During the global recession years of 2008-2009, Mr. S Thakur, an executive with an IT company in Gurgaon was finding it difficult to maintain his finances and support his family. He had to take a salary cut to save his job and ended up defaulting on a couple of credit card payments, which damaged his CIBIL rating.
Things became normal in coming years, but little did Mr. Thakur know that his credit card defaults could prove to be a stumbling block in the study plans of his younger son Sumit 8 years later. Sumit had completed his B. Com course from Kolkata in 2014 and was working in a local company and preparing for higher education at the same time. He wanted to get an MBA degree.
On 18th March this year, Sumit got an admission offer from Institute of Management Technology (IMT), Hyderabad to pursue the Post Graduate Diploma in Management (PGDM) course, which is akin to getting an MBA degree. IMT on its website had suggested Punjab National Bank (PNB) as one of the banks to go for education loan. PNB’s website also listed IMT as an institute for which they do provide education loans.
24-year-old Sumit secured provision admission at IMT Hyderabad after paying the required 50,000 rupees and applied for an education loan of 12.6 lakh rupees at PNB in Kolkata on 24th March, so that he is able to pay the first installment of the course fee by 15th April. He thought that a nationalized bank will easily sanction the loan for an approved institute and course.
However, till 6th April, PNB didn’t sanction him the loan. He was getting worried and asked the bank officials the reason. His father’s poor credit history was one of the reasons why the bank refused to give him a loan, Sumit told OpIndia.com
Sumit tried to argue that the reputation of the college and the course where he was seeking admission to, and his own academic background should be the factors behind sectioning the loan, not his father’s financial history, but that didn’t help. Sumit didn’t know what to do next.
Around the same time, Sumit had read about an incident where a Muslim girl from Karnataka wrote to Prime Minister Narendra Modi and had got her education loan sanctioned. The girl had reportedly referred to Prime Minister’s ‘Beti Bachao Beti Padhao’ scheme in her letter.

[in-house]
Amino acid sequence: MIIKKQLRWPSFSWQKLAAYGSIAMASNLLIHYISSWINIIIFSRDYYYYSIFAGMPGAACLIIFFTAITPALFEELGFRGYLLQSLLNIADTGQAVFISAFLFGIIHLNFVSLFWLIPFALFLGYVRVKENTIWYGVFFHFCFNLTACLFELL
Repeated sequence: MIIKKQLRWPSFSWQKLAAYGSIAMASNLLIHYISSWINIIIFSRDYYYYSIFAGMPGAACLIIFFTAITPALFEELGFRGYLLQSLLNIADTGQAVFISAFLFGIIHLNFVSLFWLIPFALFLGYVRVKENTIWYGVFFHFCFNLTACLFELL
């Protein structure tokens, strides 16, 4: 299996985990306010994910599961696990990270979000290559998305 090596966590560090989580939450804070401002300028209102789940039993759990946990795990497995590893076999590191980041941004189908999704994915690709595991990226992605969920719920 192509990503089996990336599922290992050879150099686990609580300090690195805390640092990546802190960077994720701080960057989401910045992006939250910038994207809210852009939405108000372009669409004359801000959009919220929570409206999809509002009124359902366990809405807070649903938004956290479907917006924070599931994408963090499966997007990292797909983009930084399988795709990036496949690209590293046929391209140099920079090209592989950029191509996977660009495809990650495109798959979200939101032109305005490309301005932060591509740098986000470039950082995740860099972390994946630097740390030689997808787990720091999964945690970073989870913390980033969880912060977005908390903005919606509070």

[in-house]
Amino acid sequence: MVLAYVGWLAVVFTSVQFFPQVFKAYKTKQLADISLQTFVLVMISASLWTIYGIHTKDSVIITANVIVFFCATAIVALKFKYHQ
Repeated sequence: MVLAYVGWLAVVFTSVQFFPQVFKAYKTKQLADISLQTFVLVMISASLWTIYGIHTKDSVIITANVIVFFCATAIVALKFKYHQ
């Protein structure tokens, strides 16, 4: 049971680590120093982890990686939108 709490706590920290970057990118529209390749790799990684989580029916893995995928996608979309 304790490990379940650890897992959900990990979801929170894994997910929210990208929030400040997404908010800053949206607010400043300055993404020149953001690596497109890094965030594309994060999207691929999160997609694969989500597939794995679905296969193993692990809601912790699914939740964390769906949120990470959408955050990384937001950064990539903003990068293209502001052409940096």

Though he didn’t exactly fit in the ‘Beti Padhao’ scheme, Sumit tried to test his luck. He googled how can one write to Prime Minister’s Office and discovered the website enabling grievance redressal by the Government of India.
He wrote about his plight on the above website and addressed it to the Prime Minister’s Office on 7th April. Meanwhile IMT had extended the last date of submission of first installment of the fees from 15th April to 29th April. Sumit decided to wait for a couple of weeks, and if no help comes, he’d have to forget his MBA plans and ask IMT to refund his 50,000 rupees.
On 20th April – little less than a couple of weeks since he wrote to the Prime Minister’s Office – Sumit received a call from the PNB officials who told him that his education loan will be sanctioned. The officials told him that they had received communication from higher ups inquiring about the incident.
A happy and a little confused Sumit then logged onto the aforementioned website to discover that the Prime Minister’s Office had forwarded his complaint to the PNB’s Kolkata Circle Office on 19th April i.e. just the previous day.
Sumit thanked the officials (and his stars) and he told the bank officials that there was nothing to worry about as there was no demand by him for any punitive action and that this was just a centralized grievance redressal system at work. His motive of using the grievance redressal system was to get clarity on the education loan process, not to extract some penalty from the bank or any employee.
The first installment of the fees has now been submitted to IMT Hyderabad and Sumit is now all set to pursue his dreams of higher education starting next month. He and his family are happy to have experienced this grievance redressal first hand.
“Previously people would think thrice before even approaching their local councillor for any help. And now you can write straightaway to the PMO and get help sitting in your room. If this isn’t good governance, then I don’t know what is!” Sumit’s father told OpIndia.com reacting to the whole development.